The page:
Artists’ Film International del III

Miguel Fernandez de Castro Grammar of Gates/Gramática de las puertas, 2019

Selected by Ballroom Marfa, Texas, USA
Duration: 20:31 minuter

Miguel Fernández de Castro’s video Grammar of Gates/Gramática de las puertas is a dynamic visual and aural collage that traces the overlapping territories, languages, and conflicts that mark the border between Mexico and the U.S. within the sovereign Tohono O’odham Nation. The artist weaves together excerpt from the 1970 movie Geronimo Jones with drone and surveillance-like imagery of the landscape and an affectless recitation of phrases out of A Practical Spanish Grammar for Border Patrol Officers. The rote repetition from the textbook sets a backdrop for the banal and brutal architectures of power situated at the border.

Miguel Fernandez De castro, Grammar of Gates/Gramática de las puertas, 2019. Still from film.

Lerato Shadi, Mabogo Dinku, 2019

Selected by Friends of Iziko South African National Gallery, Cape Town, South Africa.
Duration: 6 min

Lerato Shadi’s work challenges common assumptions to critique Western notions of history and make visible that which is invisible or overlooked. In particular, she critiques the assumption that Western history is world history. In the video, the artist’s hand makes enigmatic gestures and she sings a folk verse in a South African language. But she provides no subtitles or guidance on what the words and gestures mean because she is narrating the un-narratable, the history of her people, marginalized during apartheid South Africa.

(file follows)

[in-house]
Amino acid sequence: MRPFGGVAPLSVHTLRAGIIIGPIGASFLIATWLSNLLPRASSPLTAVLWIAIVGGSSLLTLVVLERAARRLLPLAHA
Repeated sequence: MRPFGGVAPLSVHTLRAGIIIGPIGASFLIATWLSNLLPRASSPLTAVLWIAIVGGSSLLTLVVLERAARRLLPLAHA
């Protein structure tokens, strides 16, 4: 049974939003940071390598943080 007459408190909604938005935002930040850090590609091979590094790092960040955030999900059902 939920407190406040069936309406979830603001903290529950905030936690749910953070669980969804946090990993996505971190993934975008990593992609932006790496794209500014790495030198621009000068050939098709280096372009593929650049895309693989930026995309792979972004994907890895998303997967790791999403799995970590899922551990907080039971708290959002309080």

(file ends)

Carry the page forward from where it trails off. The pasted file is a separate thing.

Lerato Shadi, Mabogo Dinku, 2019. Still from film.

Mohamed A. Gawad, betalpha (Balbalah), 2018

Selected by Mohammad and Mahera Abu Ghazaleh Foundation. Amman, Jordan.
Duration: 5:31 min

Mohamed A. Gawad’s film betalpha (Balbalah) takes off at a time before time, when a Big Bang in Babel sets in motion a perpetual process of language breeding. Gawad depicts a dystopic scenario where language, depleted and stripped of its initial inertia, can no longer keep up. It slowly starts to crumble into phonetic fragments of indistinct meaning. Yet, this loss seems to open for the opportunity to ascribe new meaning to words.

Mohamed A. Gawad, betalpha (Balbalah), 2018. Still from film.